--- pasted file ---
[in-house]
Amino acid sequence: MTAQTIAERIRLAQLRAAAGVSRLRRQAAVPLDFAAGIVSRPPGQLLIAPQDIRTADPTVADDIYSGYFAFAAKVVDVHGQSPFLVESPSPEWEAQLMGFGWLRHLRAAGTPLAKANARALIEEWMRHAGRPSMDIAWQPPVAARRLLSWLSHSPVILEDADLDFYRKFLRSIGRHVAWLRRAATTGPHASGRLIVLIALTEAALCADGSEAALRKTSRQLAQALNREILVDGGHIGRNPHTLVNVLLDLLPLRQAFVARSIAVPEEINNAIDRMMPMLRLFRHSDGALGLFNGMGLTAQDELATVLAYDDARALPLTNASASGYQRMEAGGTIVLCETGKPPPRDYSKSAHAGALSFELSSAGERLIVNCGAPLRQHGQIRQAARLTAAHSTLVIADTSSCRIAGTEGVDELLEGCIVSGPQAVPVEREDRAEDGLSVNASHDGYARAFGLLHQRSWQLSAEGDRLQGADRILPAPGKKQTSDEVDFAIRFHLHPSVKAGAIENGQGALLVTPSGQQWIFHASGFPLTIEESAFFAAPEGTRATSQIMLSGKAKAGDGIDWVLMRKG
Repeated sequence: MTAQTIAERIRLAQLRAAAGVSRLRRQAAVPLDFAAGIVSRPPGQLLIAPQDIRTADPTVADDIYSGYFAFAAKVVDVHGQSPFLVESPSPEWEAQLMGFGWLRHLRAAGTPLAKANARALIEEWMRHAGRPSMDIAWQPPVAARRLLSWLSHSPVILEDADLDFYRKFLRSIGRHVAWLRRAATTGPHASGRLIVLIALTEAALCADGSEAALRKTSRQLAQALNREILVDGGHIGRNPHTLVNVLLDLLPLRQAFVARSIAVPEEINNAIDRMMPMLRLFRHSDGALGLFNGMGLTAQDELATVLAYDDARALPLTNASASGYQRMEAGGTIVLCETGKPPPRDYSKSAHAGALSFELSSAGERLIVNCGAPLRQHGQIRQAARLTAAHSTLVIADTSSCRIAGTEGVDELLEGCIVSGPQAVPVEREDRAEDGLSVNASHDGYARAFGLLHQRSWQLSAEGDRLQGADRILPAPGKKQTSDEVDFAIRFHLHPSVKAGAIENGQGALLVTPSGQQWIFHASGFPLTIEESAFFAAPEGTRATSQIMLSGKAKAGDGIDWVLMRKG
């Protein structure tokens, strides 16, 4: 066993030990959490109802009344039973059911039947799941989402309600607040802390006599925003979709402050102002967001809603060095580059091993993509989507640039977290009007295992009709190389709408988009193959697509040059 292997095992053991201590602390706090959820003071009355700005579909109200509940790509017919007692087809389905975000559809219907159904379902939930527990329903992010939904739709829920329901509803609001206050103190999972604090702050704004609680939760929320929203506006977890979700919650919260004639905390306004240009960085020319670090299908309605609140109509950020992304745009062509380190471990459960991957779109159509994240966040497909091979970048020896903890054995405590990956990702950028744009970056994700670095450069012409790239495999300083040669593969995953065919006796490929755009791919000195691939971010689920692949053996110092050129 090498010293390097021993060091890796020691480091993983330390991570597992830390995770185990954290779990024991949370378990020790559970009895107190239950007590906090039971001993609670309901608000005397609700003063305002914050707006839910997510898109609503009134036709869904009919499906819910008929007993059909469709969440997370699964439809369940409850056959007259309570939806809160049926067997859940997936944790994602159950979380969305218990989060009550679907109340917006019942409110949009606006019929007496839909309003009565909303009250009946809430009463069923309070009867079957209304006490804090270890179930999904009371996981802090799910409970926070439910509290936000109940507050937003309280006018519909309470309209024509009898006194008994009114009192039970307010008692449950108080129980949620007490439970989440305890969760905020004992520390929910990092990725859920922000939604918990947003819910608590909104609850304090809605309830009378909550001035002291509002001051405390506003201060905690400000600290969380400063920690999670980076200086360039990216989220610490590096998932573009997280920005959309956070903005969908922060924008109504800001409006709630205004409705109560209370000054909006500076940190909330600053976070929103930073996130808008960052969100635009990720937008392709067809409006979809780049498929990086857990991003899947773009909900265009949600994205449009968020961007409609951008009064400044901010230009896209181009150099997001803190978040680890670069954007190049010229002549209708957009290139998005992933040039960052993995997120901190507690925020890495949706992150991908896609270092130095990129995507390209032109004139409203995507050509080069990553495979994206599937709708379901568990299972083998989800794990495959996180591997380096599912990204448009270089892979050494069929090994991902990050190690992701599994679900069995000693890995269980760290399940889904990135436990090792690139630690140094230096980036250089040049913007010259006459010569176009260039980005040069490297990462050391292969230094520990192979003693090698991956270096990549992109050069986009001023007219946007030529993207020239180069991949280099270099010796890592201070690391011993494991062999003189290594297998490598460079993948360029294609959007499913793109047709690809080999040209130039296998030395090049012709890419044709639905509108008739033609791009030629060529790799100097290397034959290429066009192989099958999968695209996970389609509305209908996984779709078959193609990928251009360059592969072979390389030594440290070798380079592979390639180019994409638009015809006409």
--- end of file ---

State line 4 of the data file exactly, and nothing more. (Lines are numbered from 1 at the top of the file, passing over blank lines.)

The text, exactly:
């Protein structure tokens, strides 16, 4: 066993030990959490109802009344039973059911039947799941989402309600607040802390006599925003979709402050102002967001809603060095580059091993993509989507640039977290009007295992009709190389709408988009193959697509040059 292997095992053991201590602390706090959820003071009355700005579909109200509940790509017919007692087809389905975000559809219907159904379902939930527990329903992010939904739709829920329901509803609001206050103190999972604090702050704004609680939760929320929203506006977890979700919650919260004639905390306004240009960085020319670090299908309605609140109509950020992304745009062509380190471990459960991957779109159509994240966040497909091979970048020896903890054995405590990956990702950028744009970056994700670095450069012409790239495999300083040669593969995953065919006796490929755009791919000195691939971010689920692949053996110092050129 090498010293390097021993060091890796020691480091993983330390991570597992830390995770185990954290779990024991949370378990020790559970009895107190239950007590906090039971001993609670309901608000005397609700003063305002914050707006839910997510898109609503009134036709869904009919499906819910008929007993059909469709969440997370699964439809369940409850056959007259309570939806809160049926067997859940997936944790994602159950979380969305218990989060009550679907109340917006019942409110949009606006019929007496839909309003009565909303009250009946809430009463069923309070009867079957209304006490804090270890179930999904009371996981802090799910409970926070439910509290936000109940507050937003309280006018519909309470309209024509009898006194008994009114009192039970307010008692449950108080129980949620007490439970989440305890969760905020004992520390929910990092990725859920922000939604918990947003819910608590909104609850304090809605309830009378909550001035002291509002001051405390506003201060905690400000600290969380400063920690999670980076200086360039990216989220610490590096998932573009997280920005959309956070903005969908922060924008109504800001409006709630205004409705109560209370000054909006500076940190909330600053976070929103930073996130808008960052969100635009990720937008392709067809409006979809780049498929990086857990991003899947773009909900265009949600994205449009968020961007409609951008009064400044901010230009896209181009150099997001803190978040680890670069954007190049010229002549209708957009290139998005992933040039960052993995997120901190507690925020890495949706992150991908896609270092130095990129995507390209032109004139409203995507050509080069990553495979994206599937709708379901568990299972083998989800794990495959996180591997380096599912990204448009270089892979050494069929090994991902990050190690992701599994679900069995000693890995269980760290399940889904990135436990090792690139630690140094230096980036250089040049913007010259006459010569176009260039980005040069490297990462050391292969230094520990192979003693090698991956270096990549992109050069986009001023007219946007030529993207020239180069991949280099270099010796890592201070690391011993494991062999003189290594297998490598460079993948360029294609959007499913793109047709690809080999040209130039296998030395090049012709890419044709639905509108008739033609791009030629060529790799100097290397034959290429066009192989099958999968695209996970389609509305209908996984779709078959193609990928251009360059592969072979390389030594440290070798380079592979390639180019994409638009015809006409």